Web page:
(3) Last spring, as part of their initial consideration of this request from the wine industry, the Bureau of Alcohol, Tobacco and Firearms (BATF) asked the Center for Substance Abuse Prevention (CSAP), to conduct a study of how consumers might react to the proposed labels. That study found that 88% of existing wine drinkers would not drink more in response to the new labels. This study is now being used as evidence that the proposed labels would not trigger a public health problem.

That CSAP study has two major shortcomings:

  • It only tested people who were already wine drinkers. Representatives of the wine industry have been quoted in various industry publications as saying that they hope that the information about "health benefits" will attract new wine drinkers. The CSAP study excluded any look at whether or not purported health claims would persuade non-drinkers to begin drinking wine.
  • Even so, the study found that few consumers would heed the suggestion of the proposed label and actually consult the Dietary Guidelines in order to see what they said.

(4) The proposed label refers to "moderate wine consumption." It does not define the word moderate. In general it has been found that most people define "moderate consumption" as whatever they already do. In essence, the term "moderate" has no specific meaning.

(5) When people consume more than one to two drinks of alcohol per day, they are at risk for other health problems. The U. S. Dietary Guidelines do warn that: "higher levels of alcohol intake raise the risk for high blood pressure, stroke, heart disease, certain cancers, accidents, suicides, birth defects, and overall mortality. Too much alcohol may cause cirrhosis of the liver, inflammation of the pancreas and damage to the brain and heart."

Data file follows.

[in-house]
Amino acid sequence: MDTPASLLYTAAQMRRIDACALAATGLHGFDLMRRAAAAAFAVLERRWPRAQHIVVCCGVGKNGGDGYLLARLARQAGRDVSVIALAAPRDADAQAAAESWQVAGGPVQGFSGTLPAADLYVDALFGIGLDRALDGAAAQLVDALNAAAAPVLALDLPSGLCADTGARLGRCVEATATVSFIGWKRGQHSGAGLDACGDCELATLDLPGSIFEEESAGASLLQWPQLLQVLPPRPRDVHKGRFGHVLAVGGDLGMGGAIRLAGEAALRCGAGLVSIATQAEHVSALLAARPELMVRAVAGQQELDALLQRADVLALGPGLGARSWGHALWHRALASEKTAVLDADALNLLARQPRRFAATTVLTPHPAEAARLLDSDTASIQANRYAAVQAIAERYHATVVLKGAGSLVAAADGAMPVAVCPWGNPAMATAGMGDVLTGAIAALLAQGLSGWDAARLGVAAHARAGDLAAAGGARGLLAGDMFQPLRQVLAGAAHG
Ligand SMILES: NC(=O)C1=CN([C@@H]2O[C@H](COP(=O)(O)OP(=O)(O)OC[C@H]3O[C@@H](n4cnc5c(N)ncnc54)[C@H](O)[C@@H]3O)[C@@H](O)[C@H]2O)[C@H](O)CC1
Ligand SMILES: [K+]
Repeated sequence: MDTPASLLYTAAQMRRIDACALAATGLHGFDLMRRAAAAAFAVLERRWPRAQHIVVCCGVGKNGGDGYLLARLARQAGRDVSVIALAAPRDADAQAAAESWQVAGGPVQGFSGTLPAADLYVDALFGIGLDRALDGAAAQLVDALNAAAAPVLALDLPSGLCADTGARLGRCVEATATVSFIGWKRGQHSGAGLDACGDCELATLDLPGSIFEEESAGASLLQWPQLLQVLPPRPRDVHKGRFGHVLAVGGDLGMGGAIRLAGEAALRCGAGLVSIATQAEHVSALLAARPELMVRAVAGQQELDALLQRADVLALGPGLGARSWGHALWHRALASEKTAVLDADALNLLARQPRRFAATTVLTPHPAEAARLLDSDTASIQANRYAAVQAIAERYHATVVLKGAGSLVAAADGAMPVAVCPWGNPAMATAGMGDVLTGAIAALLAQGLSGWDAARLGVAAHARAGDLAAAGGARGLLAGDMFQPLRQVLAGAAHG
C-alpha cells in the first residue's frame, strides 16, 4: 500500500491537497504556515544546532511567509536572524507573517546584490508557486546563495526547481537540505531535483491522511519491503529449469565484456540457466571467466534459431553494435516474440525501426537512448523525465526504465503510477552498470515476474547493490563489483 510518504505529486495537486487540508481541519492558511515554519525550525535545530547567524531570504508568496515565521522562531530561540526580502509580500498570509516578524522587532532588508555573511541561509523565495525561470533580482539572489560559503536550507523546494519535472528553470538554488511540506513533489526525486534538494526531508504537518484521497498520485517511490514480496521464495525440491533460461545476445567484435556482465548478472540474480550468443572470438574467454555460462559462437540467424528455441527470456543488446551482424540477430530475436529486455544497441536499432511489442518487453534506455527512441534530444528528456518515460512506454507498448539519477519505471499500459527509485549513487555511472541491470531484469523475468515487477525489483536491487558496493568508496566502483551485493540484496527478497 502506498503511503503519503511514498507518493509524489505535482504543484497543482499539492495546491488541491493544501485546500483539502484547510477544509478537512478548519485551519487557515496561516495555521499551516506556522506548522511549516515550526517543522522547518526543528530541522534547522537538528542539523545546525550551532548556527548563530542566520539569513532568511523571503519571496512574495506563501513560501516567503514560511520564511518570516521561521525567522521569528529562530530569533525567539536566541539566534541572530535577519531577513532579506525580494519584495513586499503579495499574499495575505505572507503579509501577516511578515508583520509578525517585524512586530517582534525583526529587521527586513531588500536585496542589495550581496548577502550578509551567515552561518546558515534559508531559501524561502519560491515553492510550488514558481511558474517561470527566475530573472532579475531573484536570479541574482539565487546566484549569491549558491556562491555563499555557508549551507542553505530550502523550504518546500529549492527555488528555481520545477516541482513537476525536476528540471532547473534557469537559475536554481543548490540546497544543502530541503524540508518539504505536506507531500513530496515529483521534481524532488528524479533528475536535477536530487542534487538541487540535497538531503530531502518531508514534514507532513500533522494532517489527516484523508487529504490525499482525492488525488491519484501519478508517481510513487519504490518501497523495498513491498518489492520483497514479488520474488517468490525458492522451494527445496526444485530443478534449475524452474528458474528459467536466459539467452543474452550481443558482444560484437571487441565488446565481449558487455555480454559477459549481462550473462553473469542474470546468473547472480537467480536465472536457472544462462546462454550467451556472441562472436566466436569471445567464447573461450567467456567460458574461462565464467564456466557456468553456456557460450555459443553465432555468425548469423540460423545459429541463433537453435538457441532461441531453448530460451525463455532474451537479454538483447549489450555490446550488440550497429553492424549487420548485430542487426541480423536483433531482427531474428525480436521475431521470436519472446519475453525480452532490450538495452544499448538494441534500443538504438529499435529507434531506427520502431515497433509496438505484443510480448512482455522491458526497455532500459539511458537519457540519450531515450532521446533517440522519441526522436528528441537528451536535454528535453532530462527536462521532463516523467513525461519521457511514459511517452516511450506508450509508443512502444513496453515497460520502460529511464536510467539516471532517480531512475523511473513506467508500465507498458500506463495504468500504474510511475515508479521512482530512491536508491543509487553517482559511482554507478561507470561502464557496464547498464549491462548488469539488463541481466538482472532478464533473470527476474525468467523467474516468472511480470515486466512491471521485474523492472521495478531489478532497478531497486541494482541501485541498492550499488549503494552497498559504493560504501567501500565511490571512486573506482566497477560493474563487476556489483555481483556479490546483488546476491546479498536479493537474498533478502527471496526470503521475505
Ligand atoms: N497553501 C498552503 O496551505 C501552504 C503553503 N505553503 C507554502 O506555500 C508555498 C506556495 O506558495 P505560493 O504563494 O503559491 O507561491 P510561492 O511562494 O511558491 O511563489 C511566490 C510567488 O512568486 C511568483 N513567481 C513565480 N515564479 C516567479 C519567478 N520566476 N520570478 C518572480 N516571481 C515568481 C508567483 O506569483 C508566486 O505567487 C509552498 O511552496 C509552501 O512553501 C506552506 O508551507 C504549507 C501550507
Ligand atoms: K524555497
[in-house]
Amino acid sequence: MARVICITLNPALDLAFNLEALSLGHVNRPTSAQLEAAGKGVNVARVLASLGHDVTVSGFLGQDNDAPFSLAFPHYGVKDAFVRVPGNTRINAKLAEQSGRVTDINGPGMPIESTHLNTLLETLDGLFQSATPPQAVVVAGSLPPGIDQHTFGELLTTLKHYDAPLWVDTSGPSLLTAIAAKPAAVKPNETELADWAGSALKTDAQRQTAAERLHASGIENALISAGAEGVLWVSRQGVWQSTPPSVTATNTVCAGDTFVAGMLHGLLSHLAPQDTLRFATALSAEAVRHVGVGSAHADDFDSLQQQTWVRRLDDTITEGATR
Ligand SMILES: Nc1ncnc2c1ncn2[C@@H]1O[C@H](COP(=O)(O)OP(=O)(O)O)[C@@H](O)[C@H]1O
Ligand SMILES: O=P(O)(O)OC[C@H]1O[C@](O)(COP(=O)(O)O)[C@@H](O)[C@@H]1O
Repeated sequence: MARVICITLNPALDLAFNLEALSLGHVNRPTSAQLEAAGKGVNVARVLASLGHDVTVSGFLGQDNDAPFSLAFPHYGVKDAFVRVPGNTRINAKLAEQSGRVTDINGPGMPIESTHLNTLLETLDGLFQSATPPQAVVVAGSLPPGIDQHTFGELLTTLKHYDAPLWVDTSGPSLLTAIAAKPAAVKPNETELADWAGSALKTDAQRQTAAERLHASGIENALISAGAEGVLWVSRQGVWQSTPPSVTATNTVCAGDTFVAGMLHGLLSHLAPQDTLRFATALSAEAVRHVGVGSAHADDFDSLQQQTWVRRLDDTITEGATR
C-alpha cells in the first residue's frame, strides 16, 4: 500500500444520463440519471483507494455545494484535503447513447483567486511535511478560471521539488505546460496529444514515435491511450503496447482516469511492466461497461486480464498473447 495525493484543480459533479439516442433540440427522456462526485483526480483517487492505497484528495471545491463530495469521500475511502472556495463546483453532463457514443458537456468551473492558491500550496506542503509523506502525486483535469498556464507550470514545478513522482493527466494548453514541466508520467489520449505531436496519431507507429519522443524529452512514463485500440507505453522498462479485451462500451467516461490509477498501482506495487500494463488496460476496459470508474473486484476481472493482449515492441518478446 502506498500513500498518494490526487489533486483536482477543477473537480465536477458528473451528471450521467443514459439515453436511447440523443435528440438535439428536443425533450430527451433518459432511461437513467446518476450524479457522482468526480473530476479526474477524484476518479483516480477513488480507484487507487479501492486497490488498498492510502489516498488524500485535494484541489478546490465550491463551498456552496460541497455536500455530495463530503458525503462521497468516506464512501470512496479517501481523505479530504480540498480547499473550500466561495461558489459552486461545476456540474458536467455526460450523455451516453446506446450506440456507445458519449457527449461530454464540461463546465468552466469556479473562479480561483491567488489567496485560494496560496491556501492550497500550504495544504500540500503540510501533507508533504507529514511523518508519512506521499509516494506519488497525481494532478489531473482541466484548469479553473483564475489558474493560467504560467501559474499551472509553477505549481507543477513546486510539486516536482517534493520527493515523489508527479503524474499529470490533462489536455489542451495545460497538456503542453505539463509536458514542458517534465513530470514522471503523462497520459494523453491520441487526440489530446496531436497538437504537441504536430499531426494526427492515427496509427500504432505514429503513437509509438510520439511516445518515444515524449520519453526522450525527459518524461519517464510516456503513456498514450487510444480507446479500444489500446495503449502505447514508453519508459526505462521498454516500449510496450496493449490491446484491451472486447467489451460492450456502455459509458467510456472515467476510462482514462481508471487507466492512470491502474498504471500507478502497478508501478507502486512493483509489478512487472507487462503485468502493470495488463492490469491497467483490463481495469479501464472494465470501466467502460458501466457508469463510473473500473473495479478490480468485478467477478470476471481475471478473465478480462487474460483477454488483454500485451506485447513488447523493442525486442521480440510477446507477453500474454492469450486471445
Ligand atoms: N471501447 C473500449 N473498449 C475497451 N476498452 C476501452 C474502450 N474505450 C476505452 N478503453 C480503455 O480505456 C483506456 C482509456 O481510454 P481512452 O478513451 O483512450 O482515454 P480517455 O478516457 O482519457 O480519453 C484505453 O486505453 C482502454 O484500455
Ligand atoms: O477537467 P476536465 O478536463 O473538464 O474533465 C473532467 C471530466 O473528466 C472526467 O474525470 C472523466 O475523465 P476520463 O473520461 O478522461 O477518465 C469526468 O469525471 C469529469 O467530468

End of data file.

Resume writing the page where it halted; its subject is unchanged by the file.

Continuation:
In our opinion, a general statement on a label that refers to "health effects" would imply to consumers that the Guidelines focus on "benefits" to be had from moderate drinking -- something about which the Guidelines are almost silent.

(6) It should also be noted that even a modest level of consumption (defined as one to two drinks per day) carries with it significant health risks:

        Stroke                                                  Cancer
        Birth Defects                                      Potential Addiction
        Motor Vehicle Crashes                     Interaction with Medication


1.     "Alcohol Consumption by Pregnant Women in the United States During 1988-1995," Ebrahim et al., Obstetrics & Gynecology, Vol. 92, No. 2, August 1998, pp. 187-192.

2.   "Alcohol and Breast Cancer in Women," Journal of the American Medical Association, February 18, 1998. Conclusions of the study: Alcohol consumption is associated with a linear increase in breast cancer incidence in women over the range of consumption reported by most women. Among women who consume alcohol regularly, reducing alcohol consumption is a potential means to reduce breast cancer risk."

Released: October 28, 1998